Physician Wellness Program
Burnout is defined by the WHO as a syndrome “resulting from chronic workplace stress which has not been managed successfully.” It is characterized by feelings of energy depletion or exhaustion, increased mental distance/negativity/cynicism regarding one’s job, and reduced professional efficacy. Physicians often experience depersonalization or lack of empathy for patients. Almost 63% of physicians report signs of burnout (AMA).
Immediate Support and Suicide Prevention
1:1 Coaching; Burnout Prevention Program
Cultural Awareness; Build collegiality, empathy, psychological safety, and physical health
“Burnout is not the result of a deficiency in resiliency among physicians, and rather, it is due to the systems in which physicians work.” Christine Sinsky, MD, AMA VP of professional satisfaction.
- In one study, burnout was highest in physicians 6-10 years post-training.
- Highest rates of burnout in 2022 (top 5) – ER, IM, pediatrics, OB/GYN, and family medicine
- Burnout is linked to lower patient satisfaction/care quality, increased risk of medical errors and malpractice, higher physician turnover, physician alcohol and drug abuse, physician suicide (AAFP).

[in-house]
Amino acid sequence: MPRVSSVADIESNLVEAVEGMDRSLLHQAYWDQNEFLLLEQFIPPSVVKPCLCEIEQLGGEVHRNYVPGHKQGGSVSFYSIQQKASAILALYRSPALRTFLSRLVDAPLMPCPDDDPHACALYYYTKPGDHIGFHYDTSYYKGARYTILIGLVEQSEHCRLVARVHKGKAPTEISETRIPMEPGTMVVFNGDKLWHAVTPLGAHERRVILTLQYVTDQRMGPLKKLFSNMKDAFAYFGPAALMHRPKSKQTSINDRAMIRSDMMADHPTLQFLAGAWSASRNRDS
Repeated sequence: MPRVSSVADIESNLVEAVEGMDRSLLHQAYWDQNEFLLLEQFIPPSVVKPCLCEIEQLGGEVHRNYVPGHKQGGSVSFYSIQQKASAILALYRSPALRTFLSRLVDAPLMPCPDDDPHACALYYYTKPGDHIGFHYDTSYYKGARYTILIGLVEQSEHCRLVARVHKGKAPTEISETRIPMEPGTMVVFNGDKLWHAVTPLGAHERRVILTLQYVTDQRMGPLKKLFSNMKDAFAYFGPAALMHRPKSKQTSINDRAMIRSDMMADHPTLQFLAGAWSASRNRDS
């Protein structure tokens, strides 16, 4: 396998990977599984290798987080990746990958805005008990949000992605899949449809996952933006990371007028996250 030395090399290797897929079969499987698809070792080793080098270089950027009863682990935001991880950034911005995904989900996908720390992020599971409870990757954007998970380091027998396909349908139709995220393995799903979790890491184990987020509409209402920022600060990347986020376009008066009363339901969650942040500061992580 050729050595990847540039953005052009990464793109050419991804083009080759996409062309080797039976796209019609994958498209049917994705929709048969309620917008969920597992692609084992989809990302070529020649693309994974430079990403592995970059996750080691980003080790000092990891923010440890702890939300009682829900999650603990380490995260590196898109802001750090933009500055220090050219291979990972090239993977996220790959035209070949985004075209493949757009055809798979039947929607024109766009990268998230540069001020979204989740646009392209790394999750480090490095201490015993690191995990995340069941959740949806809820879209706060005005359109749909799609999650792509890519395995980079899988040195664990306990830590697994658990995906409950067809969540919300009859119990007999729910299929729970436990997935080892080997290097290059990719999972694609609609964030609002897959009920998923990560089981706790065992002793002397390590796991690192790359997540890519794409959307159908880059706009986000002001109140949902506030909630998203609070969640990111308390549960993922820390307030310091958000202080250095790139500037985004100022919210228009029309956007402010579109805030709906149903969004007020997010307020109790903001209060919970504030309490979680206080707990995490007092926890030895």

- Female physicians have higher burnout rates than their male colleagues (63% vs. 46%). Data from 2022, Forbes.
Disclaimer: Those listed have expressed interest in burnout prevention and/or treatment. NHMS does not explicitly endorse any individual or corporation.
- Suicide prevention for healthcare professionals | AFSP
- The Emotional PPE Project
- Tend Health
- Trained Peer Support Network
NHMS Physician Wellness Committee guides New Hampshire Physicians on a path to deep satisfaction, cultivating integration between their personal and professional lives, through access to diverse options that effectively address stressors inherent in the culture of medicine to help them improve their value and success with their patients and community.
|Angela Yerdon McLeod, Chair|